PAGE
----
Today is Saturday, August 19, 2017

Education initiatives in full swing

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May is an exciting time across our state as families celebrate graduations, and this time of year reminds me of why we work so hard to make sure Tennesseans are prepared for the workforce. Tennessee's ability to compete economically and recruit business is directly tied to our citizens having the education skills and credentials to succeed in today's global economy.

Two years ago we launched the Drive to 55 to increase the number of Tennesseans with a degree or certificate beyond high school from 32 percent to 55 percent by the year 2025, and I'm encouraged to report that we're making progress.

The Tennessee Promise, our scholarship and mentoring program that provides last dollar scholarships for graduating high school seniors to attend community or technical college free of tuition and fees, is making a real difference. Based on a forecast by the University of Tennessee Center for Business and Economic Research, between 16,000-19,000 students are projected to utilize benefits from the Tennessee Promise this fall.

Because of the Tennessee Promise, our state saw a growth rate of 12 percent in the number of students completing the Free Application for Federal Student Aid (FAFSA). Tennessee has comprised 40 percent of the nation's growth in FAFSA filings. With this growth, 48 percent of our applicants will be receiving full Pell grant benefits, demonstrating the Tennessee Promise is appealing to low-income students and is helping them pursue higher education, which they might not have seen a path to do otherwise.

We have also worked to attract Tennessee adults to higher education. This spring, we launched Tennessee Reconnect, a multi-faceted approach focused on adult learners. The first phase of this initiative was the TCAT Reconnect grant, which provides tuition-free attendance at a Tennessee college of applied technology. We launched the program on April 6, and it has attracted almost 11,000 applicants.

In the next phase of the Reconnect initiative, we will be focused on Tennesseans with some college but no degree. Last fall, we began assessing how many adults had dropped out of college with more than half of their degree requirements fulfilled. We found that more than 85,000 former students had done so. We will be actively reaching out to those adults to inform them about our initiatives and assist them in completing their degrees.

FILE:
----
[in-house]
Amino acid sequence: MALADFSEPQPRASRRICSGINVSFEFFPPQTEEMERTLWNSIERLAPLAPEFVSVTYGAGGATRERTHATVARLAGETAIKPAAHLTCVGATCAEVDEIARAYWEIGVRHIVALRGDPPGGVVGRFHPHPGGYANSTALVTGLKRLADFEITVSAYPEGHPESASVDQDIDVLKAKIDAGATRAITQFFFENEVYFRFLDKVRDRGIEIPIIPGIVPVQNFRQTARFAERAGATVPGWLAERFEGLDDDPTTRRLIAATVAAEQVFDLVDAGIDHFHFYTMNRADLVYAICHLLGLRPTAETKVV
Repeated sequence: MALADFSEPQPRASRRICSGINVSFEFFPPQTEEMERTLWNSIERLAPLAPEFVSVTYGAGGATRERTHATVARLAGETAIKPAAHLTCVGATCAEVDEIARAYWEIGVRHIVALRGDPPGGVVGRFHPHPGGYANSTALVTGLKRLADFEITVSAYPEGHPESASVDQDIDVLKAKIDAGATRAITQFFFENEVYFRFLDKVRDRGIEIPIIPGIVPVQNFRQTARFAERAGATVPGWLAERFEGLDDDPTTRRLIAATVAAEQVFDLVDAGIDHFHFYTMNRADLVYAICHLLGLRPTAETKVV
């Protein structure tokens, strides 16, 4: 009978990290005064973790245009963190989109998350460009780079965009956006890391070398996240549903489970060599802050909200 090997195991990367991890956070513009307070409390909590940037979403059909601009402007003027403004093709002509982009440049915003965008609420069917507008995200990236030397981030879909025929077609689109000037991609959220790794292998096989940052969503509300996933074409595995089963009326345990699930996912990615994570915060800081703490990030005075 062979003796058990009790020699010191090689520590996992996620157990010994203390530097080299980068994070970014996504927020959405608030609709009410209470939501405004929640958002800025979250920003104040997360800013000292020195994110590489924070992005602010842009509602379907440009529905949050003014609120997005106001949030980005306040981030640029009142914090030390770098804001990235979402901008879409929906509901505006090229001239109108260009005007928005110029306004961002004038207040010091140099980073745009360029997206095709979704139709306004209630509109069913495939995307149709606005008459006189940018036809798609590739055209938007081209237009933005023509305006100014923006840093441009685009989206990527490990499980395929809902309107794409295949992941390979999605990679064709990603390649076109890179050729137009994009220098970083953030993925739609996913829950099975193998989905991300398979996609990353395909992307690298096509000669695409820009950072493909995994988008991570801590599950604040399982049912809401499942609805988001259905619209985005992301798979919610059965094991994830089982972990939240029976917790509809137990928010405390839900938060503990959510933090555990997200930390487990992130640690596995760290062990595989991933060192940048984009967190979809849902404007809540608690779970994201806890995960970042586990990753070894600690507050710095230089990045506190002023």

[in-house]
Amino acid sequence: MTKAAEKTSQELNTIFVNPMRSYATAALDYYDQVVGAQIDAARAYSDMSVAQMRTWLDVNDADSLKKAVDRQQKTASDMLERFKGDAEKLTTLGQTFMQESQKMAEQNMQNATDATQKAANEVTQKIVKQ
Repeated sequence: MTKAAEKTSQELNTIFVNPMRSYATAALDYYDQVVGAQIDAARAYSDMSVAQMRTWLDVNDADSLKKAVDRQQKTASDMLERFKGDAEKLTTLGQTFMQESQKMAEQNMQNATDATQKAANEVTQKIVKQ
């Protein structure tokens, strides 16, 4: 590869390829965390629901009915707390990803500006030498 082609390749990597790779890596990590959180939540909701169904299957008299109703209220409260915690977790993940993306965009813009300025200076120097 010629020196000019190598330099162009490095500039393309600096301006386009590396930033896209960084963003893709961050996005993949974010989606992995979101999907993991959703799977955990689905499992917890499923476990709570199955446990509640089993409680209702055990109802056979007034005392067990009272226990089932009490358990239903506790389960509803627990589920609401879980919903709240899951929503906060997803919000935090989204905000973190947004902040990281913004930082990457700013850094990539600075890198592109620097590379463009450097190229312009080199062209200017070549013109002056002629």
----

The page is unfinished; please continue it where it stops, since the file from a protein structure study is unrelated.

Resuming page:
One of the hard facts about our performance in education has been that two-thirds of our community college students have required remedial math instruction when entering higher education. We are doing something about that with a program called SAILS.

The Seamless Alignment and Integrated Learning Support program gives students who need extra support in math the attention they need during their senior year in high school, so they can avoid remediation in college.

In 2013, SAILS served 8,400 students, with 66 percent completing all remediation, which saved over $6 million in college tuition. SAILS has now expanded even further, serving nearly 11,000 students. In the second year of operations, SAILS saw an increase in course completion to 89 percent, resulting in a savings in tuition of over $11 million.

The Drive to 55 has overseen the operation of LEAP, the Leveraging Education Assistance Partnership, a grant program that directly links skills our colleges are teaching to current workforce needs in various communities. The program is projected to provide opportunities to nearly 8,000 students.

Veterans' enrollment in Tennessee colleges since 2008 has increased by nearly 200 percent. Our Drive to 55 supports student veterans by exploring the most impactful ways to help veterans succeed in college, applying best practices for serving veterans and launching the Tennessee Veteran Reconnect grant, which provides funds to colleges and universities to develop ways to increase veteran success.

There is still more to come for Drive to 55. For example, this fall the University of Tennessee at Knoxville will launch the first massive open online course (MOOC) in the state, which is expected to serve about 4,000 students.

We have heard over and over from employers across the state about the need for a skilled workforce to meet the demands of the modern workplace. We are excited about the progress we're making. Our goal is to ensure that Tennesseans have the education, training and skills necessary to have a good-paying, high-quality job.

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